The Meroidvania genre has games in all shapes and sizes but many of them don’t focus on using melee combat. While games like the Castlevania series have some melee combat, the main focus is using long-ranged weapons like whips and magic. Metroid is also known for long-ranged combat with Samus’ various weapons and beams. But what about a game set within the Metroidvania genre that not only uses physical combat, but uses it in creative ways to solve puzzles and get through tricky platforming?
From the studio that creative Mutant Blobs Attack, DrinkBox developed a game called Guacamelee which has you don the shoes of a farmer-turned luchador named Juan who sets out to save the world from an evil skeleton warrior.
Pushing the genre in a interesting direction, does Guacamelee offer a great brawling time? Or ring out a bit to early? Lets don our masks and go on an adventure to save the world!
Juan is a kind man who works as a farmer but when word comes out that his first love is coming to his home, he sets out to the church to see her. After seeing her and reuniting, something horrible happens and he runs outside. Carlos Calaca (an evil skeleton) appears to have captured her and has his minions take Juan out. Waking up in the in other dimension, he discovers a special mask. Once he puts it on, Juan becomes very strong and he sets out on a adventure to not only save his love but save both dimensions from Carlos’ evil plans.
What makes the story work is two key factors; the characters and the writing. While the basic plot is simple that your character is clear to take care of, the games cast of characters is really charming. Everyone has a personality and the villains are real people. They don’t just fight Juan and call it a day; they interact with him across the entire game in different ways. You have a fire-based bad guy meet Juan in a bar and he comments on why his head is on fire endlessly. He even lets you go, saying ‘You got lucky’ and gives him some money to get a drink, encouraging him to say out of the nearby desert.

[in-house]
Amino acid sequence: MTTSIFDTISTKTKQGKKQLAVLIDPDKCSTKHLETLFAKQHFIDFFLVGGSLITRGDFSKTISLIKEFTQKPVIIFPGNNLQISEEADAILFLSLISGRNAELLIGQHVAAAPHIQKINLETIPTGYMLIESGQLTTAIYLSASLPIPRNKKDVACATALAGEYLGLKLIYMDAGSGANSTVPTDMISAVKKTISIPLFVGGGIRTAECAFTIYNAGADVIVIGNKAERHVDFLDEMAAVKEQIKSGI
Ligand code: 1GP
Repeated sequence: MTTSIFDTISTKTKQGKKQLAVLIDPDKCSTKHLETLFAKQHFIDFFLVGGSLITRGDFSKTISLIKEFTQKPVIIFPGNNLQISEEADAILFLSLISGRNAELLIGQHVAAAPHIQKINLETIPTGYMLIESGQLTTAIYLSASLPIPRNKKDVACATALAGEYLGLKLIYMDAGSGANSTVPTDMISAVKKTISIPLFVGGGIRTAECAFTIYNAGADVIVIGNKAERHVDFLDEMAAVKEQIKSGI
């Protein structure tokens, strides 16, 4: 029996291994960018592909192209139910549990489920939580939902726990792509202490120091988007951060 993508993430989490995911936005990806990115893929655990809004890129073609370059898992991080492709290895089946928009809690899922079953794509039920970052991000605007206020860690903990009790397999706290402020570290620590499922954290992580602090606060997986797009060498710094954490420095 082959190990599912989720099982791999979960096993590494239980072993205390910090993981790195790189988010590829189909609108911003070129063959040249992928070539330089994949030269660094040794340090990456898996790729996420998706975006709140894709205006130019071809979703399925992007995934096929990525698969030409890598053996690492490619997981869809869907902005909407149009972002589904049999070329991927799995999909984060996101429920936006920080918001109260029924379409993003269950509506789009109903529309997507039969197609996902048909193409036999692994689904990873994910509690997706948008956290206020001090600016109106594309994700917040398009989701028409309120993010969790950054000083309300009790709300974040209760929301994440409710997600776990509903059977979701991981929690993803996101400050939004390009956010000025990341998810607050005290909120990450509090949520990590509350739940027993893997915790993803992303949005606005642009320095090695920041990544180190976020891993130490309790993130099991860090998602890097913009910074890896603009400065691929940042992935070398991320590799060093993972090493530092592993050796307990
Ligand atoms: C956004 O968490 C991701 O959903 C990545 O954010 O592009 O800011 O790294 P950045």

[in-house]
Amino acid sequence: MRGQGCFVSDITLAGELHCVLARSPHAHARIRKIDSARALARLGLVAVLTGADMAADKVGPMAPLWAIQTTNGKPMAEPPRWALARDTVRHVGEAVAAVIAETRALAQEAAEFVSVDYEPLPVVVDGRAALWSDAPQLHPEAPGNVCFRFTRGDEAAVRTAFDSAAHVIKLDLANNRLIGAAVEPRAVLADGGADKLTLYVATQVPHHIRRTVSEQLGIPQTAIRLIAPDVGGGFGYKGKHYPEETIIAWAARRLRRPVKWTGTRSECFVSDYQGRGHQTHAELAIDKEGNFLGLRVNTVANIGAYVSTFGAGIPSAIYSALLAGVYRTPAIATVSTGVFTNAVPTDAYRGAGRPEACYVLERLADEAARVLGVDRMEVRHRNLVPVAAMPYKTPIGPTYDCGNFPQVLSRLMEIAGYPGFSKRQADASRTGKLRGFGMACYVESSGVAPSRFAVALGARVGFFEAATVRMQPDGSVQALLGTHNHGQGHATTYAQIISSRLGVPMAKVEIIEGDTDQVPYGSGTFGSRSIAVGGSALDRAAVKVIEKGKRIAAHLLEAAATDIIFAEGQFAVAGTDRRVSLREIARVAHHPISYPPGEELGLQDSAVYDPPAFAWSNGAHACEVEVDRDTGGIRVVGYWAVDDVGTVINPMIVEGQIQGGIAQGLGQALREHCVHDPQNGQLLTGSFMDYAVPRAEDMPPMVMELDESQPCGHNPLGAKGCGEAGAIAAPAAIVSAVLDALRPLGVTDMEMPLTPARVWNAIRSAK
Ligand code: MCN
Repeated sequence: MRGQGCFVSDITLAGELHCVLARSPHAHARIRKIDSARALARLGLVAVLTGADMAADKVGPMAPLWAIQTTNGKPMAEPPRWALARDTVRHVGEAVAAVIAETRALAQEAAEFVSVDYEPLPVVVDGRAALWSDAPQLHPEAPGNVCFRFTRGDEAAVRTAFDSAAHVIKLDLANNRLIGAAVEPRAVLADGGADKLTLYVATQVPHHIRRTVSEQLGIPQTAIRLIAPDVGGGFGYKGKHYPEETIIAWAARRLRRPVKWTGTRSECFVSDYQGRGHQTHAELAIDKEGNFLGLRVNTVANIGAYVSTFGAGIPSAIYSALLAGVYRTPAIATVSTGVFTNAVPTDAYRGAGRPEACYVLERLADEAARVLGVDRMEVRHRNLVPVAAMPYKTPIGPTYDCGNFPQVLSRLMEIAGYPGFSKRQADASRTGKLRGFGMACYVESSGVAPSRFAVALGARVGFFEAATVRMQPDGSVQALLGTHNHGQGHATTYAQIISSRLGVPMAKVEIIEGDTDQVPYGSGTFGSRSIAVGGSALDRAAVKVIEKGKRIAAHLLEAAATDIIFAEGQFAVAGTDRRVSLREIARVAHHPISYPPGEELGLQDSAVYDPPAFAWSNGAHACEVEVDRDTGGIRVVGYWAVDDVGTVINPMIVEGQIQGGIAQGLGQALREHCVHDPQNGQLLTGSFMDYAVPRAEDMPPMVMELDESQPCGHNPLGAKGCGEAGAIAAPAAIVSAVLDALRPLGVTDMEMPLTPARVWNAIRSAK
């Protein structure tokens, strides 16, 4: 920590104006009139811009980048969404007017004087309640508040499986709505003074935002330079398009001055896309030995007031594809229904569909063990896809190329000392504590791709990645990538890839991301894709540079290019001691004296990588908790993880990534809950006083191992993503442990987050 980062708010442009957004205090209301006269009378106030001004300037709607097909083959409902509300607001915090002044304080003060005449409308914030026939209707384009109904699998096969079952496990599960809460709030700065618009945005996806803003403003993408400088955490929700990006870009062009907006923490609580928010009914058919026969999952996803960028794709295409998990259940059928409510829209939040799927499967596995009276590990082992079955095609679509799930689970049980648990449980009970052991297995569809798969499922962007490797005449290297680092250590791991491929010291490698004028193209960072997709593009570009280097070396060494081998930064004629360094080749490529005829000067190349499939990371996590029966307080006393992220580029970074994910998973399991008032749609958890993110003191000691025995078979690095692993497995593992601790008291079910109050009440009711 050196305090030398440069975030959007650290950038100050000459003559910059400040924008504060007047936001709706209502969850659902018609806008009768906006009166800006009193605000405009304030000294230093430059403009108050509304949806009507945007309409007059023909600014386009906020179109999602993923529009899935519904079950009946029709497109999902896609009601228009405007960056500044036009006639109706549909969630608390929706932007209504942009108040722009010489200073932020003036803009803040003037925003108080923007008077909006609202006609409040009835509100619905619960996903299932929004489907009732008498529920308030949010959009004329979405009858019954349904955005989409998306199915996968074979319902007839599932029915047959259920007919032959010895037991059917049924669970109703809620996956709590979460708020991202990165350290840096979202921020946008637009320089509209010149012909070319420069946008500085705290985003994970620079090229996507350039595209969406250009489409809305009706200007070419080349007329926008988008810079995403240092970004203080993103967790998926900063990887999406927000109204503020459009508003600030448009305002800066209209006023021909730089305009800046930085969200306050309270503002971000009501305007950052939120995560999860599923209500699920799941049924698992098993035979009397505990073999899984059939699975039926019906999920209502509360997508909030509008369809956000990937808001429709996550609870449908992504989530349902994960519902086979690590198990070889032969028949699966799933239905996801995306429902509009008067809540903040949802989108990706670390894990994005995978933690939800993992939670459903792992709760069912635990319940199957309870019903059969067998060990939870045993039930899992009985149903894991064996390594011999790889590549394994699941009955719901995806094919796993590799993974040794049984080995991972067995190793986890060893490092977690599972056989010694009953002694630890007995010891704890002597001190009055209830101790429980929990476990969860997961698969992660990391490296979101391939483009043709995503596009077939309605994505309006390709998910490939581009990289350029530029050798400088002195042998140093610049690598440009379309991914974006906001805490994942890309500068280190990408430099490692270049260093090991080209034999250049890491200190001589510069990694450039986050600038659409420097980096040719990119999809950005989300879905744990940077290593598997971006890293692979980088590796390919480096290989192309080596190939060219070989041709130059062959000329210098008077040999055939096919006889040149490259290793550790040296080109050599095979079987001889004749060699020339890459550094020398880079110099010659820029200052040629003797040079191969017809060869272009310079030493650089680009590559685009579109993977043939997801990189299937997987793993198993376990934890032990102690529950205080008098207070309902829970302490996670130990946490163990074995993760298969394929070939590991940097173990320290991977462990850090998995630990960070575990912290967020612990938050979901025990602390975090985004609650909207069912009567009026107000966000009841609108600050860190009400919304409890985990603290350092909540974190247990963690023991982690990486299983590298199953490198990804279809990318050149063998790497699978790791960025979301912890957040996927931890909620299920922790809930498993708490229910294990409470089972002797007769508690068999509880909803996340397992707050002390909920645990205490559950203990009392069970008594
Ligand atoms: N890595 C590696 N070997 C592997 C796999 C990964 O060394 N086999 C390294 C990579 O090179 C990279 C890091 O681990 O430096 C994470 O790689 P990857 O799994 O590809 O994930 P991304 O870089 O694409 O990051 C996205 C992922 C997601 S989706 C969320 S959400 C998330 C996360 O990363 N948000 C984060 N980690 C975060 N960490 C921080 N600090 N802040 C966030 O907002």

Another example is a noble warrior you meet very early in the game who respects you but still is willing to battle you. The boss fight between Juan and him is one of the hardest in the game but it feels justified; both are skilled warriors having a great clash to see who is the strongest. I love villains like these, as it makes you respect the people you are fighting all the while not making them blank characters that are there ‘because they have to be’.
The games sharp writing helps with this greatly, as every bit of dialog had me chuckling. References to other games are common, with heavy nods to Nintendo franchises and other indie games appearing in full force. But original jokes are present too and they work great within the context of the game world. The goat-human you encounter across the game and the chicken form of Satan are great examples of this; very charming characters who are there to help guide the player but also crack a joke now and then.
For a genre that doesn’t need anything more then a clear goal to complete, the story for Guacamelee is very strong and one I really enjoyed.
Design & Gameplay
Like your standard Metroidvania, you have a large open world to explore but parts are locked out depending on the abilities you have unlocked. Through exploring major temples of each location, you discover new abilities that can not only be used gain access to new locations but also have a larger tool-set when in combat.
You have two towns in the game world to explore which offer you side-missions to complete, hidden collectibles to unlock and charming dialog to discover. I liked this set up, as it encourages you to see everything the game has to offer. This is helped greatly by quality level design that makes usage of all your key abilities that you learn.
Platforming sections in Guacamelee are rewarding and get progressively more challenging as you progress through the game, more so in the hidden areas needed for the 100% ending. Combat is the meat of the gameplay though and for a major feature, it needs to be quality. Not only is it well done, but it’s one of the best combat systems I’ve ever seen in a 2D action/platformer.
You have basic attacks with the Square Button but you can grab your enemies once the Triangle button appears above their heads. Once you grab them, you can either toss them in any direction or use slam moves (using the Circle button + direction of the D-Pad) that can stun nearby enemies. Special moves are quite varied including a dash punch, powerful uppercuts, body slam with splash damage and head slam. These moves when paired with your grabs and punches create a deep combat system that has you frantically mashing buttons to preform combos to take everyone out.